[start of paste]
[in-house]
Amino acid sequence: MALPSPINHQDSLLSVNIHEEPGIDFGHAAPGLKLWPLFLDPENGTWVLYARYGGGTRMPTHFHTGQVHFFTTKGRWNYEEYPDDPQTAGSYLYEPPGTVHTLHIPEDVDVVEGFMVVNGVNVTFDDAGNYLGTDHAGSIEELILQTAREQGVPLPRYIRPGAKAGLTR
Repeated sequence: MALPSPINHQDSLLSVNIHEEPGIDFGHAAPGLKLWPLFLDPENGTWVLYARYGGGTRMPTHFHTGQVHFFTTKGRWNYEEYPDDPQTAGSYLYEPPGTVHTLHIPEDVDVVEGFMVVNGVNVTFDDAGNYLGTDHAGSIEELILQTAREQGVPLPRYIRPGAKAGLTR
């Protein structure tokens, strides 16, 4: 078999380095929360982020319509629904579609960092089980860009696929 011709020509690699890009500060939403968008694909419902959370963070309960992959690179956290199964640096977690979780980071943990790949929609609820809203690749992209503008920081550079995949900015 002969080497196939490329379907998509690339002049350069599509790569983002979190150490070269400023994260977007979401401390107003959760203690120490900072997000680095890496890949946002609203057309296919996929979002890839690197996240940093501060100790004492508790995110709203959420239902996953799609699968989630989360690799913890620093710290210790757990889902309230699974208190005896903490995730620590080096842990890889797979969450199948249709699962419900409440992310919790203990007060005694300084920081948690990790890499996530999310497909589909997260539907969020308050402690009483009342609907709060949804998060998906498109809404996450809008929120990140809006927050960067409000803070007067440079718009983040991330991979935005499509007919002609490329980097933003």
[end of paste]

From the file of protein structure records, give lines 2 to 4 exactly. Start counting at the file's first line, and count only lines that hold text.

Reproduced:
Amino acid sequence: MALPSPINHQDSLLSVNIHEEPGIDFGHAAPGLKLWPLFLDPENGTWVLYARYGGGTRMPTHFHTGQVHFFTTKGRWNYEEYPDDPQTAGSYLYEPPGTVHTLHIPEDVDVVEGFMVVNGVNVTFDDAGNYLGTDHAGSIEELILQTAREQGVPLPRYIRPGAKAGLTR
Repeated sequence: MALPSPINHQDSLLSVNIHEEPGIDFGHAAPGLKLWPLFLDPENGTWVLYARYGGGTRMPTHFHTGQVHFFTTKGRWNYEEYPDDPQTAGSYLYEPPGTVHTLHIPEDVDVVEGFMVVNGVNVTFDDAGNYLGTDHAGSIEELILQTAREQGVPLPRYIRPGAKAGLTR
């Protein structure tokens, strides 16, 4: 078999380095929360982020319509629904579609960092089980860009696929 011709020509690699890009500060939403968008694909419902959370963070309960992959690179956290199964640096977690979780980071943990790949929609609820809203690749992209503008920081550079995949900015 002969080497196939490329379907998509690339002049350069599509790569983002979190150490070269400023994260977007979401401390107003959760203690120490900072997000680095890496890949946002609203057309296919996929979002890839690197996240940093501060100790004492508790995110709203959420239902996953799609699968989630989360690799913890620093710290210790757990889902309230699974208190005896903490995730620590080096842990890889797979969450199948249709699962419900409440992310919790203990007060005694300084920081948690990790890499996530999310497909589909997260539907969020308050402690009483009342609907709060949804998060998906498109809404996450809008929120990140809006927050960067409000803070007067440079718009983040991330991979935005499509007919002609490329980097933003």